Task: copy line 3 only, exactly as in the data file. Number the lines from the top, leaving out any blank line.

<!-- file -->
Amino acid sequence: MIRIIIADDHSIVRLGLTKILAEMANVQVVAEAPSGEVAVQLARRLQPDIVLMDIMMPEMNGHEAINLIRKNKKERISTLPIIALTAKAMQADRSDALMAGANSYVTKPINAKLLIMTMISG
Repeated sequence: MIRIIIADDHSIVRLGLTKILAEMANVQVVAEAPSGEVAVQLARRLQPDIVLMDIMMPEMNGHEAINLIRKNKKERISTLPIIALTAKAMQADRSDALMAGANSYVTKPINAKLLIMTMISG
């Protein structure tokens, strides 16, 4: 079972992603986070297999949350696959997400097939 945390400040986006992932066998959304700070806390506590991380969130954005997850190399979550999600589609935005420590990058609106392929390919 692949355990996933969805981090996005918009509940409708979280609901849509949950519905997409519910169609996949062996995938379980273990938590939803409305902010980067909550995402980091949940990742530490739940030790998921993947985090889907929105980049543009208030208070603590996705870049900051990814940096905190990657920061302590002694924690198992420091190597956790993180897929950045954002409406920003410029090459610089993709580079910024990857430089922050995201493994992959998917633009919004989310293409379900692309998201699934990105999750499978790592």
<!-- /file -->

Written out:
């Protein structure tokens, strides 16, 4: 079972992603986070297999949350696959997400097939 945390400040986006992932066998959304700070806390506590991380969130954005997850190399979550999600589609935005420590990058609106392929390919 692949355990996933969805981090996005918009509940409708979280609901849509949950519905997409519910169609996949062996995938379980273990938590939803409305902010980067909550995402980091949940990742530490739940030790998921993947985090889907929105980049543009208030208070603590996705870049900051990814940096905190990657920061302590002694924690198992420091190597956790993180897929950045954002409406920003410029090459610089993709580079910024990857430089922050995201493994992959998917633009919004989310293409379900692309998201699934990105999750499978790592």